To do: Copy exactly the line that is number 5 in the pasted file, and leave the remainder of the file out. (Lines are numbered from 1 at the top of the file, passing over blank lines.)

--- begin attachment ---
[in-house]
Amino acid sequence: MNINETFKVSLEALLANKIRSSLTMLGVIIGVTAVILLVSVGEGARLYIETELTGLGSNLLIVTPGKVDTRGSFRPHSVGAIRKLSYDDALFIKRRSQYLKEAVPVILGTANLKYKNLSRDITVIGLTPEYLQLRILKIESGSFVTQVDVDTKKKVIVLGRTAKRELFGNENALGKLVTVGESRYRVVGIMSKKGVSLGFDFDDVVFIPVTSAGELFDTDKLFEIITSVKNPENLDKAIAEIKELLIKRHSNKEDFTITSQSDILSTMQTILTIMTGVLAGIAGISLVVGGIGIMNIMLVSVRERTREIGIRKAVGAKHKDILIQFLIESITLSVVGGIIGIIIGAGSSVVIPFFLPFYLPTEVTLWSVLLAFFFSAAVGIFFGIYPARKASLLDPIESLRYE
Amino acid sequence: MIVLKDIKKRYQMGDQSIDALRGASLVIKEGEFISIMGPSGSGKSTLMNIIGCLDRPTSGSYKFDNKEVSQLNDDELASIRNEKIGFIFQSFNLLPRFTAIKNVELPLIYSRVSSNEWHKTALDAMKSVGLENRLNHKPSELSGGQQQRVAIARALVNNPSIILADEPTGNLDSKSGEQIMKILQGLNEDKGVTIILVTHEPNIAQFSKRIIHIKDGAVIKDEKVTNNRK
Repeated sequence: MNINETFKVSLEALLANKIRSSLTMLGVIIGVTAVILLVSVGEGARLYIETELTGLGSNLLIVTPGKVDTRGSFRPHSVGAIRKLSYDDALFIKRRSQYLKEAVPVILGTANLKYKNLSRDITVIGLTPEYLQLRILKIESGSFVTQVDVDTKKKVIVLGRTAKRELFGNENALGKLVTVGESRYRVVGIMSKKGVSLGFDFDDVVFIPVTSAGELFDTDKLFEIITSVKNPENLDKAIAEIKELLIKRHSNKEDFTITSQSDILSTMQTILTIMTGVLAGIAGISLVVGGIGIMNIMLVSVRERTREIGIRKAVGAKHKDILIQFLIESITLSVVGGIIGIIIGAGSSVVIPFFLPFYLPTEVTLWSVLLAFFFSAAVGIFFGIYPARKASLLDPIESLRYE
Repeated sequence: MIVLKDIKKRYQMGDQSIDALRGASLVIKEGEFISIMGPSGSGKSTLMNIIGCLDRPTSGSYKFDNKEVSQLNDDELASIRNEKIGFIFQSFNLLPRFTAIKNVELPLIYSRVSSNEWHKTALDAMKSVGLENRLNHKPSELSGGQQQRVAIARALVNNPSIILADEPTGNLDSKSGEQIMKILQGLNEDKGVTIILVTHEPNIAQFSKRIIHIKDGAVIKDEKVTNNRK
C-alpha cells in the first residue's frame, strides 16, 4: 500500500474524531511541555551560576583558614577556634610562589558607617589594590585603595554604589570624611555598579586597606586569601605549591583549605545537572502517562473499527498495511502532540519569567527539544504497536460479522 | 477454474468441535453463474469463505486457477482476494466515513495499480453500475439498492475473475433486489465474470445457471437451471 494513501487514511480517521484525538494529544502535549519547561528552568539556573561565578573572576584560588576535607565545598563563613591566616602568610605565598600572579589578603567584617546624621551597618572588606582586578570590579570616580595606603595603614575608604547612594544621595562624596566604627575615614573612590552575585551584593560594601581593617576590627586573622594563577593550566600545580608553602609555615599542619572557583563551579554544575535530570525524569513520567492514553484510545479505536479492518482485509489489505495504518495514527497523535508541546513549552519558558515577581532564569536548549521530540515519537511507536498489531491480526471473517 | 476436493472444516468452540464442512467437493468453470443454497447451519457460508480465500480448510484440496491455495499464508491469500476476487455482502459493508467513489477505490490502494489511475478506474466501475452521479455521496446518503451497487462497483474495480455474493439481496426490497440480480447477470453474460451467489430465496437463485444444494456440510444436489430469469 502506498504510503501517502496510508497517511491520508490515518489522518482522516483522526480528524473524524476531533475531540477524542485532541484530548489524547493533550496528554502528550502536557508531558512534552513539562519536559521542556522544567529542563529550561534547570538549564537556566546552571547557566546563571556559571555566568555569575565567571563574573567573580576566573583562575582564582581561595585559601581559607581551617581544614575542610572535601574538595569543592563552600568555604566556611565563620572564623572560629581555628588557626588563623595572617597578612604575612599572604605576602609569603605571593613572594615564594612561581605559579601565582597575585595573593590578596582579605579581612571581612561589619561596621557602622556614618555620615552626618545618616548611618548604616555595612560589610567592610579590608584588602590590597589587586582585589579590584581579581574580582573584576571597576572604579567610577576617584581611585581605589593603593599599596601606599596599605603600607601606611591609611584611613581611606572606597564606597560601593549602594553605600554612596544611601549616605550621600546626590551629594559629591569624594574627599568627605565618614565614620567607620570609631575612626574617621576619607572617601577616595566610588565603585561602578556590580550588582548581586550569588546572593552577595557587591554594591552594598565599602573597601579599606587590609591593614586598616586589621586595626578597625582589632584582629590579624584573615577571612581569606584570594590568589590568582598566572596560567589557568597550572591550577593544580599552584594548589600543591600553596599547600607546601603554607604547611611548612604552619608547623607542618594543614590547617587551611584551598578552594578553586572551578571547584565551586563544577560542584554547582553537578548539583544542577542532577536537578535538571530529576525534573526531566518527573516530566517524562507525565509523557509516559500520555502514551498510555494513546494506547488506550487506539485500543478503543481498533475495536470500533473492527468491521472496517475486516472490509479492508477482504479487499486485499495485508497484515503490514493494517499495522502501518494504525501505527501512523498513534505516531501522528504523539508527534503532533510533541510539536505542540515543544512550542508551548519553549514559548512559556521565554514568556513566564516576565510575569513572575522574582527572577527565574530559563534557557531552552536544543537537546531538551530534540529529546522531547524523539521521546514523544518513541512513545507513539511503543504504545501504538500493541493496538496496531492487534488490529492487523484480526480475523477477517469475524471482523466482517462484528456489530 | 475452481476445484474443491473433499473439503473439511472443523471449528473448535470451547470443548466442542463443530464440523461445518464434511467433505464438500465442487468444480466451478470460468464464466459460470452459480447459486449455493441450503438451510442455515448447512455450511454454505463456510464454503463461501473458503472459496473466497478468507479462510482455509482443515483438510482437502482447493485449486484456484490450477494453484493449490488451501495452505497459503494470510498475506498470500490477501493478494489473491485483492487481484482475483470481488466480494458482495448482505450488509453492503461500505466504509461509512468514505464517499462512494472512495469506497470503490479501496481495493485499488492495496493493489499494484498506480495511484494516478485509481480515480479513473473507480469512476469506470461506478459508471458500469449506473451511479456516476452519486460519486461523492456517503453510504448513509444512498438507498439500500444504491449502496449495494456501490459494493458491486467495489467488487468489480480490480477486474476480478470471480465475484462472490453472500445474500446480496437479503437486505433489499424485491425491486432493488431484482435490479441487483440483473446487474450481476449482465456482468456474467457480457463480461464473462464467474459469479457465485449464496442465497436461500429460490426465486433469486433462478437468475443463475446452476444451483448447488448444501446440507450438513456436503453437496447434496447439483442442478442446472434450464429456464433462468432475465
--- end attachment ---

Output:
Repeated sequence: MIVLKDIKKRYQMGDQSIDALRGASLVIKEGEFISIMGPSGSGKSTLMNIIGCLDRPTSGSYKFDNKEVSQLNDDELASIRNEKIGFIFQSFNLLPRFTAIKNVELPLIYSRVSSNEWHKTALDAMKSVGLENRLNHKPSELSGGQQQRVAIARALVNNPSIILADEPTGNLDSKSGEQIMKILQGLNEDKGVTIILVTHEPNIAQFSKRIIHIKDGAVIKDEKVTNNRK